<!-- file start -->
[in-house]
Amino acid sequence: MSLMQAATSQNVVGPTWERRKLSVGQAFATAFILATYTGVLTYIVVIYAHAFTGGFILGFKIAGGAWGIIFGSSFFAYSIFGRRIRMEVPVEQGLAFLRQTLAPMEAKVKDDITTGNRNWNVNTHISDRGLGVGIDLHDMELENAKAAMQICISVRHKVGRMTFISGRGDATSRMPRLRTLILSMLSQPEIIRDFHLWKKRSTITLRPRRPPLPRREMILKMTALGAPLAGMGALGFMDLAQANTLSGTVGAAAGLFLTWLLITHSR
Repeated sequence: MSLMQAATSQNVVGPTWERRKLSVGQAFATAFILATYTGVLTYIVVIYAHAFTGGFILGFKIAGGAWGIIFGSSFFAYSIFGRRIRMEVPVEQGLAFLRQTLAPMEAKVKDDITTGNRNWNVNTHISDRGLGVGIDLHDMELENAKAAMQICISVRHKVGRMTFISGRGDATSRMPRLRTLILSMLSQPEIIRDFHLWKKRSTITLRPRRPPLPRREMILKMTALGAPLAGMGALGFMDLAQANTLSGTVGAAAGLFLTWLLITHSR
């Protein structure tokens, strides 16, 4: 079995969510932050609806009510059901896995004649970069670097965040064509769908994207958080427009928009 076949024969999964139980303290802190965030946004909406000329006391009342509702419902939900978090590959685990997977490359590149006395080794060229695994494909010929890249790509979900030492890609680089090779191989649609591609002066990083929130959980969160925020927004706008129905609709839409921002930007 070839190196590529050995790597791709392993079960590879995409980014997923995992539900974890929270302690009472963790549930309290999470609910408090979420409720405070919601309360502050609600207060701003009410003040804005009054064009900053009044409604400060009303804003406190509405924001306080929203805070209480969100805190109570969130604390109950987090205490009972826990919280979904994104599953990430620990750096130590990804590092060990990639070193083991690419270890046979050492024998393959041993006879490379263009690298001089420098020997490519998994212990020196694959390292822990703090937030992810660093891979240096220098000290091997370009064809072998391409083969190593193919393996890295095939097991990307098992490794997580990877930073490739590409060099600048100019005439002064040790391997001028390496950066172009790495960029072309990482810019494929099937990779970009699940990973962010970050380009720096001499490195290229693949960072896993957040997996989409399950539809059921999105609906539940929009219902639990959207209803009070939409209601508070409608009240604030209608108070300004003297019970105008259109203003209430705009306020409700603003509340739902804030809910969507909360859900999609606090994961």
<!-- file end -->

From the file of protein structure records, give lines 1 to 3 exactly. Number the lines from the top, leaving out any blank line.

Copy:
[in-house]
Amino acid sequence: MSLMQAATSQNVVGPTWERRKLSVGQAFATAFILATYTGVLTYIVVIYAHAFTGGFILGFKIAGGAWGIIFGSSFFAYSIFGRRIRMEVPVEQGLAFLRQTLAPMEAKVKDDITTGNRNWNVNTHISDRGLGVGIDLHDMELENAKAAMQICISVRHKVGRMTFISGRGDATSRMPRLRTLILSMLSQPEIIRDFHLWKKRSTITLRPRRPPLPRREMILKMTALGAPLAGMGALGFMDLAQANTLSGTVGAAAGLFLTWLLITHSR
Repeated sequence: MSLMQAATSQNVVGPTWERRKLSVGQAFATAFILATYTGVLTYIVVIYAHAFTGGFILGFKIAGGAWGIIFGSSFFAYSIFGRRIRMEVPVEQGLAFLRQTLAPMEAKVKDDITTGNRNWNVNTHISDRGLGVGIDLHDMELENAKAAMQICISVRHKVGRMTFISGRGDATSRMPRLRTLILSMLSQPEIIRDFHLWKKRSTITLRPRRPPLPRREMILKMTALGAPLAGMGALGFMDLAQANTLSGTVGAAAGLFLTWLLITHSR